Those whom God has called understand the importance of overcoming, but how do we overcome? In Revelation 12:10-11, God describes those who will overcome.
God is keenly interested in whether His people overcome Satan, including this world, which the Devil has shaped, and our own human nature, which he has corrupted and continues to influence. ...
In Psalm 22, which prophesies of Christ's suffering, He says 'But I am a worm...." His reference is to a tola worm, which is rich in symbolism and meaning.
Richard Ritenbaugh reminds us that the Book of Revelation provides practical strategies to survive the Day of the Lord. The verb overcome appears 12 times in the Apocalypse in the transitive form, denoting overcoming what appear to be impossible obstacles.. . .
John Ritenbaugh suggests that even though sin offers temporal and fleeting pleasure, we must learn to intensely hate sin, regarding this product of Satan as a destroyer of everything God loves and cherishes. We will ultimately be judged on what we have don. . .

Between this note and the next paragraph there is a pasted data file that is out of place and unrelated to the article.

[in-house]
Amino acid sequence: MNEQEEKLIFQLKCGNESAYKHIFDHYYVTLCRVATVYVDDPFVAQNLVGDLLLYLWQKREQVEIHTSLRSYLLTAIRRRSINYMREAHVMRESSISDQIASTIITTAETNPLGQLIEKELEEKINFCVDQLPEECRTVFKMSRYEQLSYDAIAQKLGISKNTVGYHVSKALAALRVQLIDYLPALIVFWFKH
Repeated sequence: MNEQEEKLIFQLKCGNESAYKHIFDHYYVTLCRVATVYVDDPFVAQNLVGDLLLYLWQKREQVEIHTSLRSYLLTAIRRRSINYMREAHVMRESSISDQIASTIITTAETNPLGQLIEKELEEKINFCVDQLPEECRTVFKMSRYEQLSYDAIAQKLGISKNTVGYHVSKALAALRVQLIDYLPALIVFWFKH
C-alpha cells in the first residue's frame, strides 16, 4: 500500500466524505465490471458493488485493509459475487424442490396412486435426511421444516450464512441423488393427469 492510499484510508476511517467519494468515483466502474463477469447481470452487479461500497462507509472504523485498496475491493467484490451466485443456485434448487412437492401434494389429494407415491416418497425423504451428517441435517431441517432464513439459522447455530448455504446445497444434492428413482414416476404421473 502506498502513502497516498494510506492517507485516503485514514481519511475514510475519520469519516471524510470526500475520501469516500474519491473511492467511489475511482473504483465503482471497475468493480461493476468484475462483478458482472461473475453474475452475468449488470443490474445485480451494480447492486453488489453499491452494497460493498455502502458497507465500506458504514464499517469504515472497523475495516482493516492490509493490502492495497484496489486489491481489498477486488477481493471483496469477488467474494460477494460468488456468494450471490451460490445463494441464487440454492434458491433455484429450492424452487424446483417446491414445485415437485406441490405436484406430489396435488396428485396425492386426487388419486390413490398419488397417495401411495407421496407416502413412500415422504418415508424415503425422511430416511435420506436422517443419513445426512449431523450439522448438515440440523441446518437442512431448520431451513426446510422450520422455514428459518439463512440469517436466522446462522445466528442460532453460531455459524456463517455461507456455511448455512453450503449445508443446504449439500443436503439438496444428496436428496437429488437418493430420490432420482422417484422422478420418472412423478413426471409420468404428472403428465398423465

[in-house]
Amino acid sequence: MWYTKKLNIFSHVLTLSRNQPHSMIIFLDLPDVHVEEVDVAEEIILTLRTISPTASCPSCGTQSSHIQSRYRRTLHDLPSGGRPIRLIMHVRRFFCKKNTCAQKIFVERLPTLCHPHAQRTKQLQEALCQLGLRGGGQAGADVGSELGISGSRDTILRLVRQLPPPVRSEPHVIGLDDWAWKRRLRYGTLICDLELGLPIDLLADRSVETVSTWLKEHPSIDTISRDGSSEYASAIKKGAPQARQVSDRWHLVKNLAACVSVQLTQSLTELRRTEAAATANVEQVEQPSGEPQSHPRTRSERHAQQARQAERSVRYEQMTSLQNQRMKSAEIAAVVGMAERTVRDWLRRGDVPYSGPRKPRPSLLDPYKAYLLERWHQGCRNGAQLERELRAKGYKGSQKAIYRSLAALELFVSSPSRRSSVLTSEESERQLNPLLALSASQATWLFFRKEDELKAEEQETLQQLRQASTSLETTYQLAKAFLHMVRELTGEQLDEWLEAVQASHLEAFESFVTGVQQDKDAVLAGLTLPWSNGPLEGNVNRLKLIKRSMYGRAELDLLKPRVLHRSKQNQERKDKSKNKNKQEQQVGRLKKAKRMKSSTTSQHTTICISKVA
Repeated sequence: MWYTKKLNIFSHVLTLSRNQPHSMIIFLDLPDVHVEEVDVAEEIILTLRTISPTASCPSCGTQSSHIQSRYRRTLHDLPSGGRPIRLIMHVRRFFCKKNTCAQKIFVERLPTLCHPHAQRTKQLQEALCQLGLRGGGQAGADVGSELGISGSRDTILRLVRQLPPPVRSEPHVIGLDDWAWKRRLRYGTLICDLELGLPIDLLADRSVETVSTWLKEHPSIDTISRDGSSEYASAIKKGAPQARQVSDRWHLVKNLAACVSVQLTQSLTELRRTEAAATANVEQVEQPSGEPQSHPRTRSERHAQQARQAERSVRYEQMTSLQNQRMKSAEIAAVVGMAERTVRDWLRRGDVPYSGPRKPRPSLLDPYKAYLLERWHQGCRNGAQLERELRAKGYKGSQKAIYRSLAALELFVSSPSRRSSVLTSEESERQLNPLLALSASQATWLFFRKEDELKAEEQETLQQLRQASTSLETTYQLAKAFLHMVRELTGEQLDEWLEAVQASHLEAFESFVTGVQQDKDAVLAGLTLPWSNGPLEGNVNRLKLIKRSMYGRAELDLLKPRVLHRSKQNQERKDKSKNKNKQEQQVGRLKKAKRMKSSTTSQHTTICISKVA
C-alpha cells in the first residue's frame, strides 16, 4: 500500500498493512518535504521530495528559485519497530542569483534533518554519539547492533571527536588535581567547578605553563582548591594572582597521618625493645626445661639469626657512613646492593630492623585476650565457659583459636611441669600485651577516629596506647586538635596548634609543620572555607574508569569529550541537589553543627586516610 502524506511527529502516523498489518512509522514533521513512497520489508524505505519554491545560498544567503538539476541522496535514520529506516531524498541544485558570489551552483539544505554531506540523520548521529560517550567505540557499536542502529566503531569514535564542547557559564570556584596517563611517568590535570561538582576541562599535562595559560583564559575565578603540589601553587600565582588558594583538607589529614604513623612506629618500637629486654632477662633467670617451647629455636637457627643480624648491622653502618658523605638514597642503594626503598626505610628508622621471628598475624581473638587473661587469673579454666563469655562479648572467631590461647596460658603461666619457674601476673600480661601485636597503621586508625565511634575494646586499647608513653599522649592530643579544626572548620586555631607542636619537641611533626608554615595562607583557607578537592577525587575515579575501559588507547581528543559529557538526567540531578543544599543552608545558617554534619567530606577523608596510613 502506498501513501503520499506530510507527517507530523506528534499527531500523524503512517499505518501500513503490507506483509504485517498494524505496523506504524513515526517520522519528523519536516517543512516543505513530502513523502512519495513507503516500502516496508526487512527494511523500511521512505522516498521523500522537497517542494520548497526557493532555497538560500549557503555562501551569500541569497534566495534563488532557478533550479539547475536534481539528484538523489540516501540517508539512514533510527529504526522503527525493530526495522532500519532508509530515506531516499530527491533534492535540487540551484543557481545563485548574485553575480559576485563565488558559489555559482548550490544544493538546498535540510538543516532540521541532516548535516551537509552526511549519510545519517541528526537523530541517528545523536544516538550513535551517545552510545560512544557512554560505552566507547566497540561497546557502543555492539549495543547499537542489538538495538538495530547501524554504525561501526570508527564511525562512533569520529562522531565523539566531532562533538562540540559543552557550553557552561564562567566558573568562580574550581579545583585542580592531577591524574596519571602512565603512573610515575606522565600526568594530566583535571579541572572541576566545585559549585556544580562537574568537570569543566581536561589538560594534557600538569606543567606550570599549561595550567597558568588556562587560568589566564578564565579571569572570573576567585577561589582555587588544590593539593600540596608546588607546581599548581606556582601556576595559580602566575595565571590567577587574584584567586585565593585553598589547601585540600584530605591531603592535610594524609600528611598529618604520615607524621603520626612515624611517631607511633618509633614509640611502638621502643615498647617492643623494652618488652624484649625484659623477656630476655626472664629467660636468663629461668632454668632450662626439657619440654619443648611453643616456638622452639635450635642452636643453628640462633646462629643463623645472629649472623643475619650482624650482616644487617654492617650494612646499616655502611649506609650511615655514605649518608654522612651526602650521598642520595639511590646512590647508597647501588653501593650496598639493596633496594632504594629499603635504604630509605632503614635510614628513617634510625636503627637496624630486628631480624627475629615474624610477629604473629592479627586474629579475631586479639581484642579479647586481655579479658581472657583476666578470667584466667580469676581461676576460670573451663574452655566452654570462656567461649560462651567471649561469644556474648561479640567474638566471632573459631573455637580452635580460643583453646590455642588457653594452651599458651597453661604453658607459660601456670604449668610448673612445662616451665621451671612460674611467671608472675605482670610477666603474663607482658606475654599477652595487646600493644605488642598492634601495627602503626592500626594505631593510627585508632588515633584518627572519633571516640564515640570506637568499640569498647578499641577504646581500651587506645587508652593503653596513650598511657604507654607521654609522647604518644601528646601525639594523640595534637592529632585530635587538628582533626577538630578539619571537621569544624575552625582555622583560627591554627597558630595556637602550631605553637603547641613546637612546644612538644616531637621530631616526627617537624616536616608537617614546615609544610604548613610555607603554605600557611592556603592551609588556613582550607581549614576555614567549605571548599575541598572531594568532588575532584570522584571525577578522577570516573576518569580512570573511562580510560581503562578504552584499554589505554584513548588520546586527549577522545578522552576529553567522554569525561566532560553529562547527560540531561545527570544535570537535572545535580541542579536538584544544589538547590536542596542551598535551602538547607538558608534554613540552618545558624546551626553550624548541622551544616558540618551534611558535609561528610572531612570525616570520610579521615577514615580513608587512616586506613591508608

God is absolutely faithful to finish what He started, knowing the end from the beginning. Our strength is dependent upon the relationship we have with God.
For Passover, Israel was commanded not to go out of their houses. This is also a warning to Christians when we understand the implications of the word 'house'.
We must avoid the world's extremes and sensual excesses in matters of dress and fashion, adopting instead humility, chastity, decency, morality, and self control.
Pride, vanity, presumption, and self-absorption led to Satan's demise. Satan's madness (that he is his own god) is the spirit of this world,
Richard Ritenbaugh, reflecting upon a vivid dream in which two lions entered the meeting hall, describes the terror he had as they came toward him. The dream reminds us that Satan and his demons are prowling around like ravenous lions, seeking whom they ma. . .
God equates belittling His signs with rejecting Him. The signs of the weekly and annual Sabbaths are emphasized by God, but commonly cast aside by men.
[Editor's note: the Matthew portion of the Bible Study begins at the 20min-50sec mark] John Ritenbaugh examines the sobering events that occurred the evening of Jesus Christ's final Passover as a man, including the bitter circumstances of His betrayal and . . .
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